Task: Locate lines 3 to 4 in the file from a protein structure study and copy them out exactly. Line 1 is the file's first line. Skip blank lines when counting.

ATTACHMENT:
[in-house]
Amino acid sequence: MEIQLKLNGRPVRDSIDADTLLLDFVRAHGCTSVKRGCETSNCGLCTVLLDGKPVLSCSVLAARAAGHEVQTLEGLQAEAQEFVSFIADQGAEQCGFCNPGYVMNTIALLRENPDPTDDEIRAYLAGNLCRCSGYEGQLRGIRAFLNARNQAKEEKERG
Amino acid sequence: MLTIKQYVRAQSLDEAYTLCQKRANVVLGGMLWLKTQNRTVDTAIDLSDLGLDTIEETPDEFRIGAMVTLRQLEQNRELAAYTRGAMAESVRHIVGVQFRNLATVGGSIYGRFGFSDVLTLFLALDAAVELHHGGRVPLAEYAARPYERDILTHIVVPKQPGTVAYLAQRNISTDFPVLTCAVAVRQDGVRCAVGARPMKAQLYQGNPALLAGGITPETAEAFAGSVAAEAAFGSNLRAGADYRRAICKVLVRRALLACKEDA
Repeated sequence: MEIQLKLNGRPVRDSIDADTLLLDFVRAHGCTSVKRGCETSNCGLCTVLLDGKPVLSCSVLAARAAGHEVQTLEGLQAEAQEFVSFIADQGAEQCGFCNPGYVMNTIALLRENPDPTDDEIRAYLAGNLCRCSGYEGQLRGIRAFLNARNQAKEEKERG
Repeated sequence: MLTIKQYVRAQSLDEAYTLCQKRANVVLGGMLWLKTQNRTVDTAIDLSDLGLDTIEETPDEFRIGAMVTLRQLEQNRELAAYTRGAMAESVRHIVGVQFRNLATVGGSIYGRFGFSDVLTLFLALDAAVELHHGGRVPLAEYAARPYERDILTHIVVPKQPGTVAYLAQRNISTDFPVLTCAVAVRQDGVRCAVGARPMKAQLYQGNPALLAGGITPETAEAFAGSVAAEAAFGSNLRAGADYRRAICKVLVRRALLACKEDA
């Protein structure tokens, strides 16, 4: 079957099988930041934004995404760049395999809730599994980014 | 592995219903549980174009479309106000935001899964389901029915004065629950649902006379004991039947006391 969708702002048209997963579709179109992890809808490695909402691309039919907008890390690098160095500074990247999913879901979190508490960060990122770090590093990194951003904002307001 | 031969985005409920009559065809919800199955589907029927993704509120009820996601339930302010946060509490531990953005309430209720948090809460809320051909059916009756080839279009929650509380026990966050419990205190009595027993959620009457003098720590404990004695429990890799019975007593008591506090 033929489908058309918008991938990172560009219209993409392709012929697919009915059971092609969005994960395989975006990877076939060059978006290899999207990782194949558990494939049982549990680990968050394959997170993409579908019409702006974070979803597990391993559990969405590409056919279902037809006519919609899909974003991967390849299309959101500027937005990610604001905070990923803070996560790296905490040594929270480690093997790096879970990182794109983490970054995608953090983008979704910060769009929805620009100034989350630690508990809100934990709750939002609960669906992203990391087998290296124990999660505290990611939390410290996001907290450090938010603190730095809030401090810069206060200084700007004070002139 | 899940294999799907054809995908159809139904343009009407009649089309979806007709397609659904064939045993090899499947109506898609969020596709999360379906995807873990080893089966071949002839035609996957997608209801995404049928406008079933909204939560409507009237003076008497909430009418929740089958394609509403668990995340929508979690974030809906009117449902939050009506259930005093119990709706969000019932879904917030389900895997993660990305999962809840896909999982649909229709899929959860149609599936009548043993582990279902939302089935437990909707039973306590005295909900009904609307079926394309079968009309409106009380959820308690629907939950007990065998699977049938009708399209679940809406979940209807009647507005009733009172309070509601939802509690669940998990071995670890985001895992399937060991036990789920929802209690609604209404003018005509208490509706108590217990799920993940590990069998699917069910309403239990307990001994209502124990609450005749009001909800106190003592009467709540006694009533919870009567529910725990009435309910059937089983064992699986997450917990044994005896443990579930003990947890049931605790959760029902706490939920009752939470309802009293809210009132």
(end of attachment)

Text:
Amino acid sequence: MLTIKQYVRAQSLDEAYTLCQKRANVVLGGMLWLKTQNRTVDTAIDLSDLGLDTIEETPDEFRIGAMVTLRQLEQNRELAAYTRGAMAESVRHIVGVQFRNLATVGGSIYGRFGFSDVLTLFLALDAAVELHHGGRVPLAEYAARPYERDILTHIVVPKQPGTVAYLAQRNISTDFPVLTCAVAVRQDGVRCAVGARPMKAQLYQGNPALLAGGITPETAEAFAGSVAAEAAFGSNLRAGADYRRAICKVLVRRALLACKEDA
Repeated sequence: MEIQLKLNGRPVRDSIDADTLLLDFVRAHGCTSVKRGCETSNCGLCTVLLDGKPVLSCSVLAARAAGHEVQTLEGLQAEAQEFVSFIADQGAEQCGFCNPGYVMNTIALLRENPDPTDDEIRAYLAGNLCRCSGYEGQLRGIRAFLNARNQAKEEKERG